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Island County starts new budget struggle

The seven members of the Citizen Financial Review Committee made small tweaks to the Island County budget director’s five-year budget projection, but the conclusion is the same. The county’s revenues will not be sufficient to cover the current levels of service.

With this information in hand, the commissioners are kick-starting the budget process on Monday with meeting for elected officials and department heads and another for worried employees. The hot topic will inevitably be the projected $1 million budget shortfall for 2011.

The county commissioners created the committee of citizens, all with backgrounds in finance or government, to evaluate the assumption that underlie Budget Director Elaine Marlow’s dismal budget projections. She predicted a modest growth in revenues that won’t keep up with expenditures, even with a hiring freeze and no cost-of-living raises.

Former Commissioner Bill Thorn, a Democrat and Camano Island resident, served as chairman of the citizen committee. He said the creation of the committee was a good idea and was very successful.

“It was a great group and we worked very well together,” he said. “It went so well we felt we should do it again in six months.”

At a meeting Wednesday with commissioners, Marlow handed out the minutes of the four meetings of the citizen committee, which will serve as their report. The minutes show that the group was largely confident in the county’s projections. Their individual projections for revenues, from sales tax to new construction, were within one or two percentage points of Marlow’s.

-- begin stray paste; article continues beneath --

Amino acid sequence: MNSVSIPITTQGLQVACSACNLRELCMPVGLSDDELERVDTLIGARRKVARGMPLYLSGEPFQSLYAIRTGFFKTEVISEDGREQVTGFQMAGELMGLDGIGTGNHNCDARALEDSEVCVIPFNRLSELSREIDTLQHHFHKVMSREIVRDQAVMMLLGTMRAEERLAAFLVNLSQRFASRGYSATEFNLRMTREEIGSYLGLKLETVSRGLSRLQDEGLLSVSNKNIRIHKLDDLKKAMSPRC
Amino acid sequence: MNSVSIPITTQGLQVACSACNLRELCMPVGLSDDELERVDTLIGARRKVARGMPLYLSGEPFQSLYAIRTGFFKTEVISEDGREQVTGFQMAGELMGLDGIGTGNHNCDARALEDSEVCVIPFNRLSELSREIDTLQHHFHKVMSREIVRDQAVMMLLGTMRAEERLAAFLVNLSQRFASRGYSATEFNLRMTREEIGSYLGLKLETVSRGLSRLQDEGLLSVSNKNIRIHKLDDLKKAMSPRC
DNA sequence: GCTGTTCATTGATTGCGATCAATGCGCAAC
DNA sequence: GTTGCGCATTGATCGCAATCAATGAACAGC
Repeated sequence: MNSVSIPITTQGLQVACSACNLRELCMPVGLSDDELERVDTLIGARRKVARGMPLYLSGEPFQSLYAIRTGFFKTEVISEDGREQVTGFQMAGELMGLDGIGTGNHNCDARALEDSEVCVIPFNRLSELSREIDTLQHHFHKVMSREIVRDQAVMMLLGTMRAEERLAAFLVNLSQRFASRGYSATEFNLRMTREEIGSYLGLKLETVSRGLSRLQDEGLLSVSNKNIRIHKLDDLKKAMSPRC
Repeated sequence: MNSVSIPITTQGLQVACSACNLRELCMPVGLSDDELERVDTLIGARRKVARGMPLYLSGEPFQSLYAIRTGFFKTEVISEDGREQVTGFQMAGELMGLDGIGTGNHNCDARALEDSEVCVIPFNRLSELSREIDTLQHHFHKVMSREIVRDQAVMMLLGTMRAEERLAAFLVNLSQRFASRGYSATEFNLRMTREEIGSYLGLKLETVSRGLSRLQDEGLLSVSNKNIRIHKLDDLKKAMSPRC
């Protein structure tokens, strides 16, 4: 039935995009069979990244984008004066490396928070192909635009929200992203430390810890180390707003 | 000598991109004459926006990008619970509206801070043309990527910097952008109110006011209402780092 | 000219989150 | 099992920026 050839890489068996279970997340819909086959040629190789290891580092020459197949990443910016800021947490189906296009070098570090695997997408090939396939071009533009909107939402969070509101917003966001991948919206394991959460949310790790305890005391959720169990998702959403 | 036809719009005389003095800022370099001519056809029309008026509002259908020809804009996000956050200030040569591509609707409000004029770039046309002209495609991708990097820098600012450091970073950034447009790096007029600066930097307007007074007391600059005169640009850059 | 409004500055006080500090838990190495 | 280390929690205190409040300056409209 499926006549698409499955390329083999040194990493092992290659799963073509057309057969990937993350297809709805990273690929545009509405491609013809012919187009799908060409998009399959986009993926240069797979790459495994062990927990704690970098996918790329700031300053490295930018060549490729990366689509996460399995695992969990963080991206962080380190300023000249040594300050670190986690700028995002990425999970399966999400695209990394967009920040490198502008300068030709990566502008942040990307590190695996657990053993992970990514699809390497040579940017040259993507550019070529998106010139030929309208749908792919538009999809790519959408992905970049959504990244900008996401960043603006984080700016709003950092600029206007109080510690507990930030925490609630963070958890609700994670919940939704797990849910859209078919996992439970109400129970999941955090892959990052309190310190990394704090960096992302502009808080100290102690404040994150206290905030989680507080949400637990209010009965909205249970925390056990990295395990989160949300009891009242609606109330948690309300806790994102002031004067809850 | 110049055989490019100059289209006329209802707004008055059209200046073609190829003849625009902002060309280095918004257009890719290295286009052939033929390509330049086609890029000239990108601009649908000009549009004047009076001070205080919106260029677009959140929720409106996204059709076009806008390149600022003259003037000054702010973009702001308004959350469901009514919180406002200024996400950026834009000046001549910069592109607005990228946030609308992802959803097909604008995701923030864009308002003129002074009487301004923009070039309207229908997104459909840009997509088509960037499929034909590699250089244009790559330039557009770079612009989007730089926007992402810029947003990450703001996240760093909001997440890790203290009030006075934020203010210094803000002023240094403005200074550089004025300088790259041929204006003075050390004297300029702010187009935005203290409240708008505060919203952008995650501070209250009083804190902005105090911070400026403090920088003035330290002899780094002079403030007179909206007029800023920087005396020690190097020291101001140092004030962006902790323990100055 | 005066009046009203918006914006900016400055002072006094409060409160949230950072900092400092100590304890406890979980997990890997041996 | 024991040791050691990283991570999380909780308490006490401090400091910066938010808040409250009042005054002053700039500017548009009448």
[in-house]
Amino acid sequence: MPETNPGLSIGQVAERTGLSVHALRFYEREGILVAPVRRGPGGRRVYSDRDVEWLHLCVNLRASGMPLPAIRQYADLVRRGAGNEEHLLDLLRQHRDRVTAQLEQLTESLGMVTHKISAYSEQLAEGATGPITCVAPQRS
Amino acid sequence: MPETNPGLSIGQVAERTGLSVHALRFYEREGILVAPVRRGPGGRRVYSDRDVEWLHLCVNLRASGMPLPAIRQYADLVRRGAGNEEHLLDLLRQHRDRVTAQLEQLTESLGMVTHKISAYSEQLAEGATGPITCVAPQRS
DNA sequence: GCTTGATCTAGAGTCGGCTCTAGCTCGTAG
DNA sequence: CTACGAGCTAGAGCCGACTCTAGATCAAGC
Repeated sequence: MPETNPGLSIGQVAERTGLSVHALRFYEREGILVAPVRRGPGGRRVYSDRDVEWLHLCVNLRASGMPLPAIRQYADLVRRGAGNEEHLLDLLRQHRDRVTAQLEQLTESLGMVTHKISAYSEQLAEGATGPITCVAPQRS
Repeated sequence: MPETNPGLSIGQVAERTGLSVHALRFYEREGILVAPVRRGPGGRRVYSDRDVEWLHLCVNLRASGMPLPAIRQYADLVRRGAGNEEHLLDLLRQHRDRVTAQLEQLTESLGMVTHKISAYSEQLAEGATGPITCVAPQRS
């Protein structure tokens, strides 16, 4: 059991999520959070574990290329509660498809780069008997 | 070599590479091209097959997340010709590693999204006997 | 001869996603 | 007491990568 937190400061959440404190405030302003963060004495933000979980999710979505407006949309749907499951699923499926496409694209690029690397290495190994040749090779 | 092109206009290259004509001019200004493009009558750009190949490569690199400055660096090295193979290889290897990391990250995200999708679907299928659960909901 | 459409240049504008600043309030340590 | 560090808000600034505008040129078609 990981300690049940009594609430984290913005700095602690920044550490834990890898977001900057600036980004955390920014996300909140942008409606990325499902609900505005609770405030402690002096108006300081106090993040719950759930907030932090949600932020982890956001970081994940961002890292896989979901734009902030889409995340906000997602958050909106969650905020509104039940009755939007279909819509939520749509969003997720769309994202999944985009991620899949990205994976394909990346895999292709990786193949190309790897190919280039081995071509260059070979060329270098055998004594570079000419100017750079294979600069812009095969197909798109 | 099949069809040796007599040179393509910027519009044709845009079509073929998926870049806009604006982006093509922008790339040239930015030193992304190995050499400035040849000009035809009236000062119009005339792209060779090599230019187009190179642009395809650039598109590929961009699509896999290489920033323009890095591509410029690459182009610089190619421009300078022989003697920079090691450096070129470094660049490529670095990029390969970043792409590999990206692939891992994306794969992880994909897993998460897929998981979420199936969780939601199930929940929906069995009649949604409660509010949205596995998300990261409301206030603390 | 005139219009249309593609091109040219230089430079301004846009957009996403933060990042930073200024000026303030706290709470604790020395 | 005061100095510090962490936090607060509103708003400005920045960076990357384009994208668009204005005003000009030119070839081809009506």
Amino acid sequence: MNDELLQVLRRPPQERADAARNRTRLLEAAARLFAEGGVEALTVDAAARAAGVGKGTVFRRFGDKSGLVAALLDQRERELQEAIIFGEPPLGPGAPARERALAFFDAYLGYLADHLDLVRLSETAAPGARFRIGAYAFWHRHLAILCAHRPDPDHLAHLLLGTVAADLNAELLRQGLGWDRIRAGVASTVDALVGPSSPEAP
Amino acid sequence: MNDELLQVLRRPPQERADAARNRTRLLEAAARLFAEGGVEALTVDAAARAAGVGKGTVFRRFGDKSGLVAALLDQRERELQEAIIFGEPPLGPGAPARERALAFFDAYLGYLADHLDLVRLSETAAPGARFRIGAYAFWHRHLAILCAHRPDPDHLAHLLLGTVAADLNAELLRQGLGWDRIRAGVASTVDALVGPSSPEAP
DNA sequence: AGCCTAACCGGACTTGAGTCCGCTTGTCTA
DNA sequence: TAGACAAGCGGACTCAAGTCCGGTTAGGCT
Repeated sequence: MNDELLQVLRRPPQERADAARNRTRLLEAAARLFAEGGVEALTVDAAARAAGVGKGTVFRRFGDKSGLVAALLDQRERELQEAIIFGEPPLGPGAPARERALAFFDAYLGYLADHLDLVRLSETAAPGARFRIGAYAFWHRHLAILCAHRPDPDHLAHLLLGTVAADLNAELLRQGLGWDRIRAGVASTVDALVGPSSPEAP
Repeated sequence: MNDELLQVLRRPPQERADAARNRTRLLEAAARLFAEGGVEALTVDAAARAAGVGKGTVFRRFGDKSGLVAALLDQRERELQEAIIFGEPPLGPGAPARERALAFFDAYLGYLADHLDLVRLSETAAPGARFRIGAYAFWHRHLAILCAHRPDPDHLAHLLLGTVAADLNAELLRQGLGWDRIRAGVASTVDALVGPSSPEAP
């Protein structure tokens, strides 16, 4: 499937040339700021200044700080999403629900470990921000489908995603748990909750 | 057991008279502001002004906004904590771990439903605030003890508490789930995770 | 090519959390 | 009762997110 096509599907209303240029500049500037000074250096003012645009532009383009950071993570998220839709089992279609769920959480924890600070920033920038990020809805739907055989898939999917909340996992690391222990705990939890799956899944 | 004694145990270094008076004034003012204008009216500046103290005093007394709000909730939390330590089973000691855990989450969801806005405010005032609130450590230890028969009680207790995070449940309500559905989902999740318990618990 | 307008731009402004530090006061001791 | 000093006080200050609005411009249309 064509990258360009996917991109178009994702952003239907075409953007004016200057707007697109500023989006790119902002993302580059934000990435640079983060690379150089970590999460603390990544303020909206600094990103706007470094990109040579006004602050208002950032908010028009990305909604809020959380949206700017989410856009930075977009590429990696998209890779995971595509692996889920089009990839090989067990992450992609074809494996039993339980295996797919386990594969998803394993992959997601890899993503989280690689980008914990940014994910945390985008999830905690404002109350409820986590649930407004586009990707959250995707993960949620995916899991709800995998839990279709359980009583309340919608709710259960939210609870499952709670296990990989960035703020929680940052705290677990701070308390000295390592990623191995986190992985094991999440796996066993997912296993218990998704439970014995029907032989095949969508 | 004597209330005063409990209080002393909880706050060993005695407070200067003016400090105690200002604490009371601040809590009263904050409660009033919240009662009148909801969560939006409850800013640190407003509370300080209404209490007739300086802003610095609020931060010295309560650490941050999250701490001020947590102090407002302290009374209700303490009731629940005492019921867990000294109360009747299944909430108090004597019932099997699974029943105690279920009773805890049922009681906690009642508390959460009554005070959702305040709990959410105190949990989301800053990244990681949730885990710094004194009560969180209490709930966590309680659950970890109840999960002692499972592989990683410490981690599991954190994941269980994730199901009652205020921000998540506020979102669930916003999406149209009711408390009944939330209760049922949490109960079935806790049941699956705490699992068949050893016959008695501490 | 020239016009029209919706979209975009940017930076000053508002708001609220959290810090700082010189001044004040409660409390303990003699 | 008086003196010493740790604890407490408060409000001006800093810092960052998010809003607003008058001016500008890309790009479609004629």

The members of the committee, appointed by the commissioners, were former Republican Island County Commissioner Dwayne Colby, former Langley Mayor Neil Colburn, Port of Coupeville Commissioner Ed Van Patten, bank vice president Jim Bird, retired corporate financial officer Vicky Brown, King County property tax supervisor Chris Richards, and Thorn.

The findings mean the county’s budget problems will probably continue. County officials have dealt with $5.2 million in shortfalls of the current expense fund over the last 18 months; the budget for 2010 is $21 million. The commissioners cut 55 positions, clipped staff hours, instituted furloughs and switched many employees to a less expensive medical plan.

Marlow predicts a $1 million shortfall for 2011. As a result, the commissioners are starting their budget process on Monday. Marlow will give a presentation at 2 p.m. in the commissioners’ room, followed by a meeting with employees at 4:30 p.m.

Along with the numbers, Marlow said she will present options, which are slim. There’s cutting costs or raising taxes by asking voters to approve a property tax levy lift or a sales tax increase for criminal justice.

“It’s a challenge,” she said.

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